Monetary Policy

Gold Standard Institute's picture

Legal Tender Renders Planning Impossible





There is confusion over what legal tender law does. It doesn't force merchants to accept dollars under threat of imprisonment. It attacks lender, by granting debtors a right to repay in dollars.

 
Tyler Durden's picture

Frontrunning: July 23





  • Here come the gates which we predicted in 2010: SEC Is Set to Approve Money-Fund Rules (WSJ)
  • Dick's cuts 400 jobs as golf now less popular (MW)
  • Kerry arrives in Israel, pushes for peace (Reuters)
  • Pay Penalty Haunts Recession Grads as U.S. Economy Mends (BBG)
  • Appeals Courts Issue Conflicting Rulings on Health-Law Subsidies (WSJ)
  • Rebel Stronghold Donetsk Holds Breath as Shellfire Mounts (BBG)
  • Business executive wins Georgia Republican runoff in U.S. Senate race (Reuters)
  • Five held in China food scandal probe, including head of Shanghai Husi Food (Reuters)
  • Jobs Hold Sway Over Yellen-Carney as Central Banks Splinter (BBG)
 
Tyler Durden's picture

Overnight Futures Levitation Mode Engaged But Subdued





Despite yesterday's lackluster earnings the most recent market levitation on low volume was largely due to what some considered a moderation in geopolitical tensions after Europe once again showed it is completely incapable of stopping Putin from dominating Europe with his energy trump card, and is so conflicted it is even unable to impose sanctions (despite the US prodding first France with BNP and now Germany with the latest DB revelations to get their act together), as well as it being, well, Tuesday, today's moderate run-up in equity futures can likely be best attributed to momentum algos, which are also rushing to recalibrate and follow the overnight surge in the AUDJPY while ignoring any drifting USDJPY signals.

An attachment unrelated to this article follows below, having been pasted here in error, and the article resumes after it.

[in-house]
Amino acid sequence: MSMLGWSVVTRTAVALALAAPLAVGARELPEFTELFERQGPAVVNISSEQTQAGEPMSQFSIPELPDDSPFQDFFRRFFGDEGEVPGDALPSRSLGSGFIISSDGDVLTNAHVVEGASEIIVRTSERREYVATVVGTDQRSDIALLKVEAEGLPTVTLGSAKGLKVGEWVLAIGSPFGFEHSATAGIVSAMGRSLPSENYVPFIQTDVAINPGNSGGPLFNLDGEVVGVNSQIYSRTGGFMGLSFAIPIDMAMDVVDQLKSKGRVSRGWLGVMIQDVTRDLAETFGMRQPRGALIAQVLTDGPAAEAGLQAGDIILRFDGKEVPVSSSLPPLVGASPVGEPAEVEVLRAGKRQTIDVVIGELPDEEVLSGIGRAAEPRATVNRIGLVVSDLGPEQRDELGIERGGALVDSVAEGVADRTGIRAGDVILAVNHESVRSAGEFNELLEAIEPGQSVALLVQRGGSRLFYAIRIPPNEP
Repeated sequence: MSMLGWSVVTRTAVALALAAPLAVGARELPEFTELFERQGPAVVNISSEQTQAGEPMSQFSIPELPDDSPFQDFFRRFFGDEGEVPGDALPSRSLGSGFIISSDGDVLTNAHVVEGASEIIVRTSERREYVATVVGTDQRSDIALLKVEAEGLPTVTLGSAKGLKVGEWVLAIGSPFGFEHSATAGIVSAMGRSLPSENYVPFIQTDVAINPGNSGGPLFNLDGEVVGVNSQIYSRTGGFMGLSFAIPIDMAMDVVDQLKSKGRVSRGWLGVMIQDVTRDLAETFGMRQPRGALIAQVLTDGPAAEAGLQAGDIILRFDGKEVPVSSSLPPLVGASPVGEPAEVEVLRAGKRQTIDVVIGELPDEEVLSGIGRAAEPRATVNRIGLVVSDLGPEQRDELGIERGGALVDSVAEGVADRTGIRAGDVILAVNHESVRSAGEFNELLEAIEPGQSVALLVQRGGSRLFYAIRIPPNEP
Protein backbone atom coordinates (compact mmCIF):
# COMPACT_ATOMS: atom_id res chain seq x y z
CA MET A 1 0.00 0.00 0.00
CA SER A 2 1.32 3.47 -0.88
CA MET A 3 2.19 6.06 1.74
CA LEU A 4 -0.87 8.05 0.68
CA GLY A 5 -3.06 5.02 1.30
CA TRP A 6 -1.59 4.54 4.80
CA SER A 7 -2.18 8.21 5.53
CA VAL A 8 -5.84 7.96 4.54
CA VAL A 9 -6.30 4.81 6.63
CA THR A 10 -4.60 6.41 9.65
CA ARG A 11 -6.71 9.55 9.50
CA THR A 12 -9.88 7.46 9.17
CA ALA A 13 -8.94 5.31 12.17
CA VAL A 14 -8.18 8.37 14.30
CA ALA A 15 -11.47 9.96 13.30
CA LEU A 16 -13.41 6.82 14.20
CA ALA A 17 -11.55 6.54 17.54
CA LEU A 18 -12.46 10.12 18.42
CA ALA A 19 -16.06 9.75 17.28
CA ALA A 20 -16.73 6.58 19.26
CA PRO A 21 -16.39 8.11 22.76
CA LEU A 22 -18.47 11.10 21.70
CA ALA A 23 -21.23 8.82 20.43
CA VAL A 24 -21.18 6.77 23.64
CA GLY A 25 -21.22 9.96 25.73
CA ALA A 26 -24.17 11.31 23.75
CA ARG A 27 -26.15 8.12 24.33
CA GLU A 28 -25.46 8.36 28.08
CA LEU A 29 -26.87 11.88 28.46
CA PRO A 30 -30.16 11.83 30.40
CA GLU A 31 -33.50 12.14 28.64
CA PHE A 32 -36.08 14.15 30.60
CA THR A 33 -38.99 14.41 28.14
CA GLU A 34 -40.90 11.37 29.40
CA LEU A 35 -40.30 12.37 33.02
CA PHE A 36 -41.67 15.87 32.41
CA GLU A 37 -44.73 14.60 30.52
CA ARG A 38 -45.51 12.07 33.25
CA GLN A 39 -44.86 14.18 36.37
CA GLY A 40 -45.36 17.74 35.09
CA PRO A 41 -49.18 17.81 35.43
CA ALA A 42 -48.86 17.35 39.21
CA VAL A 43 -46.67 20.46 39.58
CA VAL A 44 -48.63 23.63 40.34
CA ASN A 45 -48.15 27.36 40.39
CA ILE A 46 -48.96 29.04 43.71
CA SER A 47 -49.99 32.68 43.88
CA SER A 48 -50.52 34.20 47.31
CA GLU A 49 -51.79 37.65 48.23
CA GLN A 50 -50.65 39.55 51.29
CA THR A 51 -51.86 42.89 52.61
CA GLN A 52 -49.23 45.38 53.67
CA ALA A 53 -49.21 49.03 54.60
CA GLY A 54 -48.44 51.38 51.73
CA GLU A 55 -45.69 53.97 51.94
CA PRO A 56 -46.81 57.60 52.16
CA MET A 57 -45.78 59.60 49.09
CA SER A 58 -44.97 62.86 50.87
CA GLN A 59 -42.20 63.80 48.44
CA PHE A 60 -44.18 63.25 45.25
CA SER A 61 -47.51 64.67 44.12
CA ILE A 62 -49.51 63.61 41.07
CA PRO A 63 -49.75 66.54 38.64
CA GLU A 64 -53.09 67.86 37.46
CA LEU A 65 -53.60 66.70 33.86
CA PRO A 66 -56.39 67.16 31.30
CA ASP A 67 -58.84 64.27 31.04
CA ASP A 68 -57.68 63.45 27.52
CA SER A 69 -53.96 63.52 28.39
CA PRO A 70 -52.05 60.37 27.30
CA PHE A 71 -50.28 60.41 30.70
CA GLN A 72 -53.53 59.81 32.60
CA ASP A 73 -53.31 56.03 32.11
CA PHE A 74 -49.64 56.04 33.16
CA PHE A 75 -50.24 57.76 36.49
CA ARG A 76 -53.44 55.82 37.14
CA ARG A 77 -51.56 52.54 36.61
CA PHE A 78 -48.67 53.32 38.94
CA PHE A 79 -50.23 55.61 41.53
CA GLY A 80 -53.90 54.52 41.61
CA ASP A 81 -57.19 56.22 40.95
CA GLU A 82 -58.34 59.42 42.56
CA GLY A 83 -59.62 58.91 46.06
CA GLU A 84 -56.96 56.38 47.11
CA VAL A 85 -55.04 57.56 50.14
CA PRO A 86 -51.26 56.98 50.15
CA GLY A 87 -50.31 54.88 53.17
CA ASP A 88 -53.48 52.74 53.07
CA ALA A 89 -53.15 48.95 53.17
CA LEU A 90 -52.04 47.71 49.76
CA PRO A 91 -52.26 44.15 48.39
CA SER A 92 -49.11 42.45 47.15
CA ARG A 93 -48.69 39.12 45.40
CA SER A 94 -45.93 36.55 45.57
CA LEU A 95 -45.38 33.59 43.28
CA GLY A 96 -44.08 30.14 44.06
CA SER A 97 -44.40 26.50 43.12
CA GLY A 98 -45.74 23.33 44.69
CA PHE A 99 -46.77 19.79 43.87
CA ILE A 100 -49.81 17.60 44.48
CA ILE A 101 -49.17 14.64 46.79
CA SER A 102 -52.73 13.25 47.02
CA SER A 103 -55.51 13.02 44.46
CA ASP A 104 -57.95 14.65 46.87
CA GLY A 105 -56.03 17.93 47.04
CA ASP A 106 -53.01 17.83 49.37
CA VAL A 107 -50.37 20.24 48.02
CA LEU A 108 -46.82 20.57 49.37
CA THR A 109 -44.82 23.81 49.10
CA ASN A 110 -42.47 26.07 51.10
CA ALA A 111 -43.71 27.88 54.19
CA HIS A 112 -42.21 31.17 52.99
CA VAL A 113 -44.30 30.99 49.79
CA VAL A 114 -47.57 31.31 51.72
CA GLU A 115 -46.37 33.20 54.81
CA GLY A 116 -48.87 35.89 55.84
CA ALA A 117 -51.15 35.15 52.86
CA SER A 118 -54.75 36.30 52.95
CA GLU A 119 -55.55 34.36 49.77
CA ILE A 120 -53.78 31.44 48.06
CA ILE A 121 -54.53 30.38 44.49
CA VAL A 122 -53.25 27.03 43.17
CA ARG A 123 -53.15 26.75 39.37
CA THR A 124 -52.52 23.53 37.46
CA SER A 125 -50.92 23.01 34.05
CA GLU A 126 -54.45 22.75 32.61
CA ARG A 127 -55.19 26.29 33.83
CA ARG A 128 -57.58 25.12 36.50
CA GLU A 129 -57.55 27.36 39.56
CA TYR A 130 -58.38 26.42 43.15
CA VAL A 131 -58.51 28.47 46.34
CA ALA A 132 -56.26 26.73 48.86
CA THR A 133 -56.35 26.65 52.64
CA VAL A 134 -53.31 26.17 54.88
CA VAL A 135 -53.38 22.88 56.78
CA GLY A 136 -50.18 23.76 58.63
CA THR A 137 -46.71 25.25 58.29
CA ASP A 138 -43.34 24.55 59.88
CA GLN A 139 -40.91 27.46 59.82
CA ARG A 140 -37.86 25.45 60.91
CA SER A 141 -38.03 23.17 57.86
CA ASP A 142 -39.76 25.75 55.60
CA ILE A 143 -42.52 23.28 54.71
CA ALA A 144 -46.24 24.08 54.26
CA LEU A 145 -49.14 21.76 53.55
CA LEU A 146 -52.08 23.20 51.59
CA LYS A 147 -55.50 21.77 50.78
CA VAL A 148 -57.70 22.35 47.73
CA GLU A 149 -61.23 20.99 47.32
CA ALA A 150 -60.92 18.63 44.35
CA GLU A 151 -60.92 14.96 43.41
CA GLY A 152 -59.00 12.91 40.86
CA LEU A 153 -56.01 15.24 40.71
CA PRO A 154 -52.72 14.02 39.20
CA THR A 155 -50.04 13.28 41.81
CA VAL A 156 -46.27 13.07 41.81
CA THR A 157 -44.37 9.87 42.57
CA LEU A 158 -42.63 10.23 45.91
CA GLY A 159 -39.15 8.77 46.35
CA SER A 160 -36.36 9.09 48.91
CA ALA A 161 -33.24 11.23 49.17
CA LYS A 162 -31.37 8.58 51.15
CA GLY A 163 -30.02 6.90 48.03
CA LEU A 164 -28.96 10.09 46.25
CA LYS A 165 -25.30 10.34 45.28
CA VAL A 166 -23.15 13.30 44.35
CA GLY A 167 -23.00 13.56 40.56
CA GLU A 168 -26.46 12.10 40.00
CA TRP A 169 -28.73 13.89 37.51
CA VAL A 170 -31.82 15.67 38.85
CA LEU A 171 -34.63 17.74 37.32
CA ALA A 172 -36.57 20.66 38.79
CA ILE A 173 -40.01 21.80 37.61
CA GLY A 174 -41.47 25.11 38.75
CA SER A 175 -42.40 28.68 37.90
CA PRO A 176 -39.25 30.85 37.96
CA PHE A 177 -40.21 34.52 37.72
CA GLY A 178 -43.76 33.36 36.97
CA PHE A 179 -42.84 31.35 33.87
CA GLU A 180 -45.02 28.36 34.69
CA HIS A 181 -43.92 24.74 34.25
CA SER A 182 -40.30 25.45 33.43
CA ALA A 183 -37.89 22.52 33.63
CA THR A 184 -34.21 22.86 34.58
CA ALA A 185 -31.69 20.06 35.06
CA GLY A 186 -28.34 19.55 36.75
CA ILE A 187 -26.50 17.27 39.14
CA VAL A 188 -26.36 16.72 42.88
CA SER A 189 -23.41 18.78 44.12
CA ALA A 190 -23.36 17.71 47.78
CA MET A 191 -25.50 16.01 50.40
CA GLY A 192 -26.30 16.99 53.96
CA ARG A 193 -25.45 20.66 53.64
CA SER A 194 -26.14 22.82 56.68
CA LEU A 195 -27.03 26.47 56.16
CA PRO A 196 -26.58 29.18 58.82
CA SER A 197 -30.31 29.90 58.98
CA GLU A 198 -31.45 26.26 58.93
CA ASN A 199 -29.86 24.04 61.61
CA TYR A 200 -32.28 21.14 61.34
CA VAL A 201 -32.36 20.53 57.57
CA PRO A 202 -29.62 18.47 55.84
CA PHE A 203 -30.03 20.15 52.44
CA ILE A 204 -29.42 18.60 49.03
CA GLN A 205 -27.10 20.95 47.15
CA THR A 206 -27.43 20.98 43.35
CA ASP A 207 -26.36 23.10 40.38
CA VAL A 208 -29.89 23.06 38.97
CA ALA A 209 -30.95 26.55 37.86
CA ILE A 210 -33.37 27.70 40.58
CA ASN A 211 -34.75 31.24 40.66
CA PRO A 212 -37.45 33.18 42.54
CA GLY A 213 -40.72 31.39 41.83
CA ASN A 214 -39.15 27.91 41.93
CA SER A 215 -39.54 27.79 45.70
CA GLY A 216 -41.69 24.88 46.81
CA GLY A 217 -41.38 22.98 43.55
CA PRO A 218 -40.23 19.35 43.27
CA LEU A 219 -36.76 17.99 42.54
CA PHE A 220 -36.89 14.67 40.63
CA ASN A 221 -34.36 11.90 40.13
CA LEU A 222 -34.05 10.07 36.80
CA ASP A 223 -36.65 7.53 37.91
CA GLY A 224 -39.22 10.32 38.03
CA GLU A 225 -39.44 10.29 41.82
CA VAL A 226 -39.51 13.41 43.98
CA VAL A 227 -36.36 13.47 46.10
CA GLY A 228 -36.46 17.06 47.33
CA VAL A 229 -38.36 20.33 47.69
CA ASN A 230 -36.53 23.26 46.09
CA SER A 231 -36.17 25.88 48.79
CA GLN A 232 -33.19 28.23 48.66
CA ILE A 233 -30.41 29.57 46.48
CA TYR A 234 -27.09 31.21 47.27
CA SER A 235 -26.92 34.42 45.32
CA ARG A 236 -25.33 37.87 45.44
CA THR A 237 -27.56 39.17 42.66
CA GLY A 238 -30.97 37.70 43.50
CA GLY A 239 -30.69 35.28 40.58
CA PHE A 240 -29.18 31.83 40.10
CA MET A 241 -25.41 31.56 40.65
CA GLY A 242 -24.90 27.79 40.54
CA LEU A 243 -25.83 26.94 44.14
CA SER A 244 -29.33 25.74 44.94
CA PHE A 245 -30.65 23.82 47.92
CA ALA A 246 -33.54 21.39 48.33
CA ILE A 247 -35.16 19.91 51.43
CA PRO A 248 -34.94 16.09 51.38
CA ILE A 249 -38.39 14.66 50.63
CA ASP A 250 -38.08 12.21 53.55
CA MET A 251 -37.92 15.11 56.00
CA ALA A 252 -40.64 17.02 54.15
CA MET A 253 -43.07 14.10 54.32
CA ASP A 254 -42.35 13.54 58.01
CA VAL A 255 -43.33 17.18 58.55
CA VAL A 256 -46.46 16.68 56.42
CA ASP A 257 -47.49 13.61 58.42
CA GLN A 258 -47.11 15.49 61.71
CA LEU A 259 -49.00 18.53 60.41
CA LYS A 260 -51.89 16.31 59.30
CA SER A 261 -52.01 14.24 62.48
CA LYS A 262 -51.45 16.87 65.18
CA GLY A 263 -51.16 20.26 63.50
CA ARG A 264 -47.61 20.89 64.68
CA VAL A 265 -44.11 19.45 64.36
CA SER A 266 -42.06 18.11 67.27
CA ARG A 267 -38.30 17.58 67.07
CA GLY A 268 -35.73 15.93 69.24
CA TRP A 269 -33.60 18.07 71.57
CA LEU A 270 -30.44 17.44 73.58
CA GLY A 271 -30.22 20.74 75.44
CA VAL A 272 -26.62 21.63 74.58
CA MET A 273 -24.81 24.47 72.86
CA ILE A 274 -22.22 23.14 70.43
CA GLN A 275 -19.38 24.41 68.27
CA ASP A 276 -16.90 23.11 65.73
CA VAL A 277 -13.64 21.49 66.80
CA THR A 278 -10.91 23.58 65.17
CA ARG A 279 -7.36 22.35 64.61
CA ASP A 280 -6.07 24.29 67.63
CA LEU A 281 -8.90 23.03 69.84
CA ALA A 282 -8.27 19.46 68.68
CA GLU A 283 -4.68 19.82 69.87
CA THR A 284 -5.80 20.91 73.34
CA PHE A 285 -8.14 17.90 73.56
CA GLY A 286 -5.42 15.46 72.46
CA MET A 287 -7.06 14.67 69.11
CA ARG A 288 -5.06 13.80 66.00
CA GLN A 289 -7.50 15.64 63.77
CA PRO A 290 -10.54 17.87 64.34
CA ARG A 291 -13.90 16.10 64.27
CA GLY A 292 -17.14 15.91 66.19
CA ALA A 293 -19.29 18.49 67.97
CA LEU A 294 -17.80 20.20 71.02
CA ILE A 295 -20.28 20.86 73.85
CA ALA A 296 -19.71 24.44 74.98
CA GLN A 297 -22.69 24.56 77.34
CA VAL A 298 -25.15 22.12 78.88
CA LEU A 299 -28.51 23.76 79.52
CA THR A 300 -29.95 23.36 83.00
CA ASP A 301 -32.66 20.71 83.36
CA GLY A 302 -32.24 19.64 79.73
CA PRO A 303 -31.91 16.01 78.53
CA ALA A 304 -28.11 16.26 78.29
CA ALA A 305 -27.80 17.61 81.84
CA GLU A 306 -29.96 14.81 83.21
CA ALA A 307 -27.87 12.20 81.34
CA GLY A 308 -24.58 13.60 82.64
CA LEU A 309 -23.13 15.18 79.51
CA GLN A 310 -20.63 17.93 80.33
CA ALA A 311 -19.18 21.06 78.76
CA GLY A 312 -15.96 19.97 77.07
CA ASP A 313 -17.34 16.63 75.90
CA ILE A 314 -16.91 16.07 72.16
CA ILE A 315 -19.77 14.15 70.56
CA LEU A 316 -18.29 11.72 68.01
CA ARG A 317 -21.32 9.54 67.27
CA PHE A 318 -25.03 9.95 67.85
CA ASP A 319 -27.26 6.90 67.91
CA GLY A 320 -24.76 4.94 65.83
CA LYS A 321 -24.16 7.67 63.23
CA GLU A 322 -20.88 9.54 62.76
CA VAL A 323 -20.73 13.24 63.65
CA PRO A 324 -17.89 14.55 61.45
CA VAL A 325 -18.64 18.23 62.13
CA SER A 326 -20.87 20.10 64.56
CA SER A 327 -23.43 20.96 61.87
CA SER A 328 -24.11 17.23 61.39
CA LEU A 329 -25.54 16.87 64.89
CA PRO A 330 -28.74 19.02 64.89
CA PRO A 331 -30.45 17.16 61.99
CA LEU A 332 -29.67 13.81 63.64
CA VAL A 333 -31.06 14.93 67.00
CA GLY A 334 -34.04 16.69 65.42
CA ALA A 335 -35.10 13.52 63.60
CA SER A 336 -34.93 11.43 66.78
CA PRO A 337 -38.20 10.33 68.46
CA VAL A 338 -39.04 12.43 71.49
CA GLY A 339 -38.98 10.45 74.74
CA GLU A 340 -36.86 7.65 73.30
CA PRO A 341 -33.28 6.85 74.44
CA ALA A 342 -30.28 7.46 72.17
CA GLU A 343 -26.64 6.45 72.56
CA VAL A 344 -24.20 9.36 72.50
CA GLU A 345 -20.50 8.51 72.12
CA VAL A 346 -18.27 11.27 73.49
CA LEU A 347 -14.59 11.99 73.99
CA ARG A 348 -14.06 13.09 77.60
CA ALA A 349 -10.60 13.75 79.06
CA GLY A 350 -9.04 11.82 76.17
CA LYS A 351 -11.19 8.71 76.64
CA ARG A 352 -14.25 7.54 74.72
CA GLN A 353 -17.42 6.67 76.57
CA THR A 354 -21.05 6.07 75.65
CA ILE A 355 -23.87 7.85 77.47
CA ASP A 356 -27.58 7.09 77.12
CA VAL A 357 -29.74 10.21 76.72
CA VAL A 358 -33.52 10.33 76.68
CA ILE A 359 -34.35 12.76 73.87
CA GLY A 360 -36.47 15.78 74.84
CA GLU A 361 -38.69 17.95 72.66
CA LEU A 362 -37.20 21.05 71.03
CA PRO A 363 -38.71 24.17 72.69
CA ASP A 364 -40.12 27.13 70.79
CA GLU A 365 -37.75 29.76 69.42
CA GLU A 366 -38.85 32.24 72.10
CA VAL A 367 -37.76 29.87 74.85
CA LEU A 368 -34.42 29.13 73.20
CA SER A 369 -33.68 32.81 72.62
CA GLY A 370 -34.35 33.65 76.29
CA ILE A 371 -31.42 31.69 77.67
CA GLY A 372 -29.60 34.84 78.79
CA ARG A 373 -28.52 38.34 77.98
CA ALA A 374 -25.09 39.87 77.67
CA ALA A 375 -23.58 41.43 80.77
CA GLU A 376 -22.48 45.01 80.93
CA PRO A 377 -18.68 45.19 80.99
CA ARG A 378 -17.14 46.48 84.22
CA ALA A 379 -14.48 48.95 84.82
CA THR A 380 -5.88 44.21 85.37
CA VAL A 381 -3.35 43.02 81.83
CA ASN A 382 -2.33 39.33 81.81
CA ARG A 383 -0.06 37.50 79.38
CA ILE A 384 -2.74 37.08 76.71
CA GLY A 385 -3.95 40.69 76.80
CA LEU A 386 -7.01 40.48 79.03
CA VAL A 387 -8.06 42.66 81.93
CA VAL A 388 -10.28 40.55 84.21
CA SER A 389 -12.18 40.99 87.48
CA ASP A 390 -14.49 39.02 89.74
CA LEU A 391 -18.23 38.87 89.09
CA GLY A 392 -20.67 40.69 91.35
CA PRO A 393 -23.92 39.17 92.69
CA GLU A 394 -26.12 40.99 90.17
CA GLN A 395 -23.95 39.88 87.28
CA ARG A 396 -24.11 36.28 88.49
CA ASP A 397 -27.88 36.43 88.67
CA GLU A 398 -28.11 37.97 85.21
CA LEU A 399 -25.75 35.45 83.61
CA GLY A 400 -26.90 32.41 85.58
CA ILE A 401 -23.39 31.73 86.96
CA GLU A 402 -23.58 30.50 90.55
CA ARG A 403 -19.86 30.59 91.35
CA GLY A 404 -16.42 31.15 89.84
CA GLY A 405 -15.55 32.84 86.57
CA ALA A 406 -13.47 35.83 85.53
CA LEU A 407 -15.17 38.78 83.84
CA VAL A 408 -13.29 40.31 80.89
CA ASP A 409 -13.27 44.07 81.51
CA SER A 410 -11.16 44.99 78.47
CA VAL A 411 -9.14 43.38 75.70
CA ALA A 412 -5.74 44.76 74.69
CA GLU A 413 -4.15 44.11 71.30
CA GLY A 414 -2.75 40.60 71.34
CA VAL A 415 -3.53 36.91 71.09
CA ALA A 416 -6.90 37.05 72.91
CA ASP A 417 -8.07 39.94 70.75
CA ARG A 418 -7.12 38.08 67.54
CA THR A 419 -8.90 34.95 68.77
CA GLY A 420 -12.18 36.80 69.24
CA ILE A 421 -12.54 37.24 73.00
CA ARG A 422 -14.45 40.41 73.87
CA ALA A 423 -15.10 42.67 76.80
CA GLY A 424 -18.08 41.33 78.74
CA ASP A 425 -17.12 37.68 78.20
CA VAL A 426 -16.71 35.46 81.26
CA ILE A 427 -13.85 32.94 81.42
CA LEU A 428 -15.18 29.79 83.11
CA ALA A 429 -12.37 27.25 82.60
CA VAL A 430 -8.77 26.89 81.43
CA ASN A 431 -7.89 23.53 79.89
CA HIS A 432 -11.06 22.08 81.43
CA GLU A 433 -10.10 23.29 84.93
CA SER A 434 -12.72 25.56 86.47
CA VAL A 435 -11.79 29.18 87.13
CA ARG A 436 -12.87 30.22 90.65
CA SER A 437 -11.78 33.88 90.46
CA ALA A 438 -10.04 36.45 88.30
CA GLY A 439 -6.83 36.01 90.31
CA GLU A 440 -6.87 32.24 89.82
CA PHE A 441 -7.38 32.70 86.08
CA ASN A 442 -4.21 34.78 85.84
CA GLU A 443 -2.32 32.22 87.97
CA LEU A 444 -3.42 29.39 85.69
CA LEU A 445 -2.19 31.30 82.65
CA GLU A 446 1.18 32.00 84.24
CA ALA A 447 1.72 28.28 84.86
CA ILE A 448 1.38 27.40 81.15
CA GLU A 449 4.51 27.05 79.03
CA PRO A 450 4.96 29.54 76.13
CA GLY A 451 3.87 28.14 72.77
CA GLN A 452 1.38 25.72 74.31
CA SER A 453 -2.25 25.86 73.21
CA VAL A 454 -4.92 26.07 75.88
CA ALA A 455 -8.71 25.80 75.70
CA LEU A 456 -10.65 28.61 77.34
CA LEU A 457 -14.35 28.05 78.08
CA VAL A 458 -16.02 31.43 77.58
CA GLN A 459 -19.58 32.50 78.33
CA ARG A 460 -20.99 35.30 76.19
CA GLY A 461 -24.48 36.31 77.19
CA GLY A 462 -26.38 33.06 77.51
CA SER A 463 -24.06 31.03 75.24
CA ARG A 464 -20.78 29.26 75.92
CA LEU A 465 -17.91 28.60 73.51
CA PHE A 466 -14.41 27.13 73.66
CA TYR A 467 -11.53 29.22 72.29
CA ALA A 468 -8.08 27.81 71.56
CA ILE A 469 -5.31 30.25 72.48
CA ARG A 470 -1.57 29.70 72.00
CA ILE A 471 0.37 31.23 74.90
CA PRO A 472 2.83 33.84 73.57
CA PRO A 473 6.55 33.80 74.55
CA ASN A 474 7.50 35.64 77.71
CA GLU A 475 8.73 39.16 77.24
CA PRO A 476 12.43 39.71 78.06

Tyler Durden's picture

Cows Versus Bulls





In yet another example of central planners not comprehending the unintended consequences of their actions, Glenn Stevens - head of the Reserve Bank of Australia - commented last night on the curious lack of animal spirits holding back the global economic recovery. As Bloomberg's Richard Breslow notes though, of course, his argument is disingenuous at best since it is the actions (and consequences) of central banks crowding out other market participants and creating a culture of investors who moo (herd-like along with their yield-chasing, buyback purchasing, capex cutting peers) rather than roar... Central banks have turned investors from bulls to cows...

 
Tyler Durden's picture

"Authenticity Is As Rare As A Unicorn In Today's Politically-Motivated Markets"





In the Golden Age of the Central Banker it is impossible to distinguish fundamental economic reasons for asset class price movements from politically-driven strategic reasons. When words are used for strategic effect rather than a genuine transmission of information you create a virtual stalking horse. It’s a focus on how something is said as opposed to what is described. It’s a focus on form rather than content, on truthiness rather than truth. It’s why authenticity is as rare as a unicorn in the public world today.

 
Tyler Durden's picture

How Effective Have The Fed's QE Programs Been?





It is quite clear that Bernanke achieved his goal of inflating asset prices by expanding the Federal Reserve's balance sheet by 371.64% since the end of the financial crisis. However, was he as successful in fulfilling his other objectives? The following charts perform the same cost/benefit analysis on real economic health... Did the Fed's monetary intervention programs keep the economy from sliding into a much deeper recession?  Probably. Have the programs been effective in achieving Bernanke's stated goals? Not really.